Issue 4, Vol 4. Notions of Body Ownership in Cinema



From Macho to Metrosexual: Change in image of the Hindi Film Hero
Sukriti Sobti’s essay locates the traditional masculine figure in popular, mainstream Hindi films, with an attempt to understand the relations between the body and the requirements it has to furnish as per the inescapable expectations of the audiences. The authority of the body, she argues, caters to the change in time, space and mindset and the sense of masculinity is configured accordingly.

Kung Fu deterrence
Nirbhay Bhogal further leads us to a complex web of intricacies in an effort to investigate the presentation of the body inside an artificially created mechanical mind as shown in, say, The Matrix Reloaded and moves ahead to discuss the commodification of the body and the associated concerns of different genders.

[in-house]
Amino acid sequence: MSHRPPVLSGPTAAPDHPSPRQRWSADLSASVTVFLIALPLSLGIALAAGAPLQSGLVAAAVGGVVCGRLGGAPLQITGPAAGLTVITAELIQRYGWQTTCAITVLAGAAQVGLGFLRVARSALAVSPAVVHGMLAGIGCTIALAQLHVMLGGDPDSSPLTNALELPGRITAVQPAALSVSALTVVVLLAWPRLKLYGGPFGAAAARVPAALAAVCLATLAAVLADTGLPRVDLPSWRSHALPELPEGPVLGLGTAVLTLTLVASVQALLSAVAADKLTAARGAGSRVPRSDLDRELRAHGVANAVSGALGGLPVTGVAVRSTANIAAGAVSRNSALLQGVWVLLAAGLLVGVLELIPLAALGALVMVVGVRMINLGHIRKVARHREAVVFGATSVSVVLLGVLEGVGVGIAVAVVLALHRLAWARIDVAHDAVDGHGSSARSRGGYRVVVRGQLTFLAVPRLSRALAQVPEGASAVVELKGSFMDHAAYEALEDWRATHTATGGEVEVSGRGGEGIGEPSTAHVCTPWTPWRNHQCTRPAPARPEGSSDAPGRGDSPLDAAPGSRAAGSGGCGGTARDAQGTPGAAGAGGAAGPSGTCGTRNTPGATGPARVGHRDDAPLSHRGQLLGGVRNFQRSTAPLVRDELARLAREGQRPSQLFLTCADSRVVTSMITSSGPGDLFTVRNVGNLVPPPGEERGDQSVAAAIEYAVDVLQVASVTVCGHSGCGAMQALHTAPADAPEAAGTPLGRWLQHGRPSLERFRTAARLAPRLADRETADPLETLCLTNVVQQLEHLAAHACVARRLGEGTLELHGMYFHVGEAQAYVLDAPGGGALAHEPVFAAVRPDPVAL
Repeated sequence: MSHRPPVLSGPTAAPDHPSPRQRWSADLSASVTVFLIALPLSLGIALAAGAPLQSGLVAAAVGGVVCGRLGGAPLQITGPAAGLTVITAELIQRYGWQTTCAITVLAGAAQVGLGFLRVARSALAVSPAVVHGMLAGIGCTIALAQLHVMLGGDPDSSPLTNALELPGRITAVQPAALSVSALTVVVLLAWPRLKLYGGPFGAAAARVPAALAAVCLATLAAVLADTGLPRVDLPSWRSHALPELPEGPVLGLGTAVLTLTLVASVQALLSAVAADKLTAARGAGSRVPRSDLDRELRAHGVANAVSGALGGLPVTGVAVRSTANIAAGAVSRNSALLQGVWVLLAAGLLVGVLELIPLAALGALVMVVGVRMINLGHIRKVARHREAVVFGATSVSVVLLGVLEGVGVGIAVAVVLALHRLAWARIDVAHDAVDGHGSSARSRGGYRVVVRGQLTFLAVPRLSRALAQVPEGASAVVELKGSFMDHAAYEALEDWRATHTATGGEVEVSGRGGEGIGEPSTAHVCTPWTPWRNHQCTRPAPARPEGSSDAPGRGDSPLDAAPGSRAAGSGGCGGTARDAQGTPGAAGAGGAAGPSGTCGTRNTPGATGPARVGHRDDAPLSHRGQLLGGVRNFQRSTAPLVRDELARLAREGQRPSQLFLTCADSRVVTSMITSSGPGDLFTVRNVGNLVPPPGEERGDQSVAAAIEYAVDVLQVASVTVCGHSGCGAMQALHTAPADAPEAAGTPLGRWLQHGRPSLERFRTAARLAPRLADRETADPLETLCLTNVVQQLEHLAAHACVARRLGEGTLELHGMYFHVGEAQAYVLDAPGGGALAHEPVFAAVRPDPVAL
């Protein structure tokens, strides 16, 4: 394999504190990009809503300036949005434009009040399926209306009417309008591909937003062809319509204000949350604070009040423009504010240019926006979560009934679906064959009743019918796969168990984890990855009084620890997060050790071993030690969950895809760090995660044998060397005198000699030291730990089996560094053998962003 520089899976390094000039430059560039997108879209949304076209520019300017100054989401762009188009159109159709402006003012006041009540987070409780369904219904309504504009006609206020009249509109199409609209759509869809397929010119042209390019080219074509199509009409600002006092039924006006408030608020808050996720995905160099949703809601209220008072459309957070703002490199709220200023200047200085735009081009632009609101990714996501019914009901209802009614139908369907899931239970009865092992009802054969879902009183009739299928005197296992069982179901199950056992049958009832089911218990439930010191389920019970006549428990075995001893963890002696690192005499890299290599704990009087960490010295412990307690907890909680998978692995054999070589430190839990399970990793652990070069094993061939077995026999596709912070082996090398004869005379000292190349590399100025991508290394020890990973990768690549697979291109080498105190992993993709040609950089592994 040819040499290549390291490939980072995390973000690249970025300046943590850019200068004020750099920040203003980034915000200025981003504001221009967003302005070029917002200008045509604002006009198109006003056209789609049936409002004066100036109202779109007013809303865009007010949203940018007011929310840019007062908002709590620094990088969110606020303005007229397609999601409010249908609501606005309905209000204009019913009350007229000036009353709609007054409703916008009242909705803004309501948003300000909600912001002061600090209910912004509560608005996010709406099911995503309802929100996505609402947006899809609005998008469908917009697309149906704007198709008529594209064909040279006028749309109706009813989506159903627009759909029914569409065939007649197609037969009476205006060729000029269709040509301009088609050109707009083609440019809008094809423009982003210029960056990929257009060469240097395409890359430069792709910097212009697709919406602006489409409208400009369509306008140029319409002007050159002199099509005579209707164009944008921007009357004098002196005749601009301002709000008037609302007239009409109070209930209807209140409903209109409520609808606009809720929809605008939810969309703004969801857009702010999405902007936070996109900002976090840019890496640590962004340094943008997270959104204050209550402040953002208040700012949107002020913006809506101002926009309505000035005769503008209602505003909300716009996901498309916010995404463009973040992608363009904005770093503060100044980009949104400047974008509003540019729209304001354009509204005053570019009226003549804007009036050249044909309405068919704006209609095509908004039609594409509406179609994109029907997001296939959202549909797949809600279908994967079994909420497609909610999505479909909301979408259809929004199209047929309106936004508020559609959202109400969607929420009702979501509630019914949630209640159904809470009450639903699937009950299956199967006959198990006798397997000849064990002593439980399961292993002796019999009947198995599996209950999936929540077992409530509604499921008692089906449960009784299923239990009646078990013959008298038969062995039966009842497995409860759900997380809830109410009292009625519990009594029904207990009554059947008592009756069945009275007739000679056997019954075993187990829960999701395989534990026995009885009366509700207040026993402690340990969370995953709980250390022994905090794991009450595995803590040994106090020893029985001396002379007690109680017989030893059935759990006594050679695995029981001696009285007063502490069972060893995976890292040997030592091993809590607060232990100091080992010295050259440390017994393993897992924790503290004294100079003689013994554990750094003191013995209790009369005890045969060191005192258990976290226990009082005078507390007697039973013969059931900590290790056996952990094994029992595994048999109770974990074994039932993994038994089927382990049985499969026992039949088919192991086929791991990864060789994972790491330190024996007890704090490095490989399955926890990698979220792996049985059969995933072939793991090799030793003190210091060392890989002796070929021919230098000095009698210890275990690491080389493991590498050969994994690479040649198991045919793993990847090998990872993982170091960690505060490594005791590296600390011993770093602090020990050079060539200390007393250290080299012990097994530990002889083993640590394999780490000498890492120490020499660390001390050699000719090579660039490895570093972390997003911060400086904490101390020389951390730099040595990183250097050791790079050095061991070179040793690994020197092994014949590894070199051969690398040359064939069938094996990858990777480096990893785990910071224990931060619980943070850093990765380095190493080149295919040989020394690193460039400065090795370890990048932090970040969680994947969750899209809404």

The Body and Madness: Controlling the Body in Girl, Interrupted
Susan Harris juxtaposes the body with the mind and studies the balance as well as imbalance initiated by a disproportion between the two, trying to locate whatever traces of ownership either has to facilitate. She cites the examples of a patient in a hospital and speculates as to who would be the owner of the body under such circumstances.



Ananya Borgohain

Associate Editors:
Shreya Prabhu Jindal
Shivangi Pareek

Medha Sharma

Zitni Wattal
Ishaan Mital

Anubhav Pradhan


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After much deliberation, we have decided to operate Literophile on a quarterly instead of a bimonthly basis. This decision has been prompted by our own reviews of our past performance and our tendency to take too much time to do too little work. There will, accordingly, be four issues annually instead of the (originally) stipulated six. We hope you will overlook our past inconsistencies and continue supporting and encouraging us as you so patiently have.

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